Like Mighty Foot Lights — burned the Red
At Bases of the Trees —
The far Theatricals of Day
Exhibiting — to These —
'Twas Universe — that did applaud —
While Chiefest — of the Crowd —
Enabled by his Royal Dress —
Myself distinguished God —
F507 (1863) J595
In Dickinson's time, theaters used gaslights and limelight to illuminate the stage. Gaslights could be operated at a distance and colored by the use of screens. They were placed at the foot of the stage and adjacent areas. Limelight was a completely different technology that required an attendant at all times to adjust the block of calcium oxide and the gas cylinders that fueled it. It's brilliant light could be focused, and so the best place for an actor on stage would be in the limelight.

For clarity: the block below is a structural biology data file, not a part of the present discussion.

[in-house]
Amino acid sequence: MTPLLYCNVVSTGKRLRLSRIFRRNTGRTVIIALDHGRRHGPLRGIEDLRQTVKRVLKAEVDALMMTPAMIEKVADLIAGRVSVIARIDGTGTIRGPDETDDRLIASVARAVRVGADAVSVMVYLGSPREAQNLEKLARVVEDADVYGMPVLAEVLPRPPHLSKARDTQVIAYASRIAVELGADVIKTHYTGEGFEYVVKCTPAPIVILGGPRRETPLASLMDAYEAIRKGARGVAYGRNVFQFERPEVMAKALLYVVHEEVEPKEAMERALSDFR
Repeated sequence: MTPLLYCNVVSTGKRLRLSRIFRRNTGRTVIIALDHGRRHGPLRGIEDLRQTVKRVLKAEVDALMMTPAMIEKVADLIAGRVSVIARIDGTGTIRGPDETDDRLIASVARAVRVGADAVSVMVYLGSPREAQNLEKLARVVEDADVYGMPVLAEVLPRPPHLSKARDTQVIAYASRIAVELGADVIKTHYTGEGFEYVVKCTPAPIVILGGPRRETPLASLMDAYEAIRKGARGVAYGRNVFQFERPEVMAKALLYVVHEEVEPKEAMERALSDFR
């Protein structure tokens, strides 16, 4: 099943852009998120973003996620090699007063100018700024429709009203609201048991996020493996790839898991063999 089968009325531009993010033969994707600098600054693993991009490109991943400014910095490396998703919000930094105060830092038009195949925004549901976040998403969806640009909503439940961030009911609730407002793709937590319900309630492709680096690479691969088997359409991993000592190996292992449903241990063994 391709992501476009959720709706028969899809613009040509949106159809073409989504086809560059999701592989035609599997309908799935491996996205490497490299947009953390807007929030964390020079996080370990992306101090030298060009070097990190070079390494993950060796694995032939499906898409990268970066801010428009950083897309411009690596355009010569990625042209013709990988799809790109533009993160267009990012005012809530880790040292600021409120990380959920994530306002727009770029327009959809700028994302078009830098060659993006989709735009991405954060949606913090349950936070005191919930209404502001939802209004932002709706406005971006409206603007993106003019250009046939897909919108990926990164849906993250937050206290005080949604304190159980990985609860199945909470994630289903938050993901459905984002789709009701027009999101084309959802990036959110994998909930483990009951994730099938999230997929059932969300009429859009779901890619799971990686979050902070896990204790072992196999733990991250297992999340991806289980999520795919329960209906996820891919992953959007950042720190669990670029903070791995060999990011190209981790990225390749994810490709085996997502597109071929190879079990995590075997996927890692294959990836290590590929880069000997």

In this poem, the stage is set with forest and the footlights have been screened red. Dickinson uses a reverse bit of imagination. Instead of sitting in a theatre imagining that the footlights are rays of the setting sun, she is imagining that a real sunset illuminating the base of real trees is comprised of "Mighty Foot Lights." She develops the conceit as God presenting a show, call it "The Drama of Day," to an audience – the Universe.
The footlights burn red towards the end of the show to signal that the "far Theatricals" are about to end. The universe applauds. The poet, observing all, believes she sees the playwright and producer among the crowd. His "Royal Dress" tips her off to his true identity: God. Maestro!